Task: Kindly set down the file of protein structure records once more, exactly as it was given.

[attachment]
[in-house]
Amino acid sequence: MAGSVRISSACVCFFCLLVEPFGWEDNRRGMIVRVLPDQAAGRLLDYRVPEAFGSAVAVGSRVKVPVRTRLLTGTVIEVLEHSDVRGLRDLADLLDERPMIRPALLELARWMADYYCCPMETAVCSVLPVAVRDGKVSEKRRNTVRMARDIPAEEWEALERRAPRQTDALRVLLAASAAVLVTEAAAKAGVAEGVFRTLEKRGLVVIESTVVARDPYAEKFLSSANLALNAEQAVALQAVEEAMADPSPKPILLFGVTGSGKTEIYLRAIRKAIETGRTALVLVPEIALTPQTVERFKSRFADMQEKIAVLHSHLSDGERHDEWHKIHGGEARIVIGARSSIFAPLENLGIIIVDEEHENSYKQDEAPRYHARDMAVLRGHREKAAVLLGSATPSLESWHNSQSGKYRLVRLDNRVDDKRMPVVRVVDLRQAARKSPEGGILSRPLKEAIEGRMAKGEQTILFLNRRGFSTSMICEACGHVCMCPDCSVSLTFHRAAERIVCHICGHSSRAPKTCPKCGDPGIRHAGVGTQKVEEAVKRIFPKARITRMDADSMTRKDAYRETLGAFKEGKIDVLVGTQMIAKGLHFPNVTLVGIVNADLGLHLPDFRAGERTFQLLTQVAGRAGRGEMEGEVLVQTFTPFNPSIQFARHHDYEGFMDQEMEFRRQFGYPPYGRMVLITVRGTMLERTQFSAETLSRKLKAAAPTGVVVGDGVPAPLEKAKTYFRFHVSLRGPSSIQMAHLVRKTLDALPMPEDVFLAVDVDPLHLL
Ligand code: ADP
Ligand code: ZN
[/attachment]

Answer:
[in-house]
Amino acid sequence: MAGSVRISSACVCFFCLLVEPFGWEDNRRGMIVRVLPDQAAGRLLDYRVPEAFGSAVAVGSRVKVPVRTRLLTGTVIEVLEHSDVRGLRDLADLLDERPMIRPALLELARWMADYYCCPMETAVCSVLPVAVRDGKVSEKRRNTVRMARDIPAEEWEALERRAPRQTDALRVLLAASAAVLVTEAAAKAGVAEGVFRTLEKRGLVVIESTVVARDPYAEKFLSSANLALNAEQAVALQAVEEAMADPSPKPILLFGVTGSGKTEIYLRAIRKAIETGRTALVLVPEIALTPQTVERFKSRFADMQEKIAVLHSHLSDGERHDEWHKIHGGEARIVIGARSSIFAPLENLGIIIVDEEHENSYKQDEAPRYHARDMAVLRGHREKAAVLLGSATPSLESWHNSQSGKYRLVRLDNRVDDKRMPVVRVVDLRQAARKSPEGGILSRPLKEAIEGRMAKGEQTILFLNRRGFSTSMICEACGHVCMCPDCSVSLTFHRAAERIVCHICGHSSRAPKTCPKCGDPGIRHAGVGTQKVEEAVKRIFPKARITRMDADSMTRKDAYRETLGAFKEGKIDVLVGTQMIAKGLHFPNVTLVGIVNADLGLHLPDFRAGERTFQLLTQVAGRAGRGEMEGEVLVQTFTPFNPSIQFARHHDYEGFMDQEMEFRRQFGYPPYGRMVLITVRGTMLERTQFSAETLSRKLKAAAPTGVVVGDGVPAPLEKAKTYFRFHVSLRGPSSIQMAHLVRKTLDALPMPEDVFLAVDVDPLHLL
Ligand code: ADP
Ligand code: ZN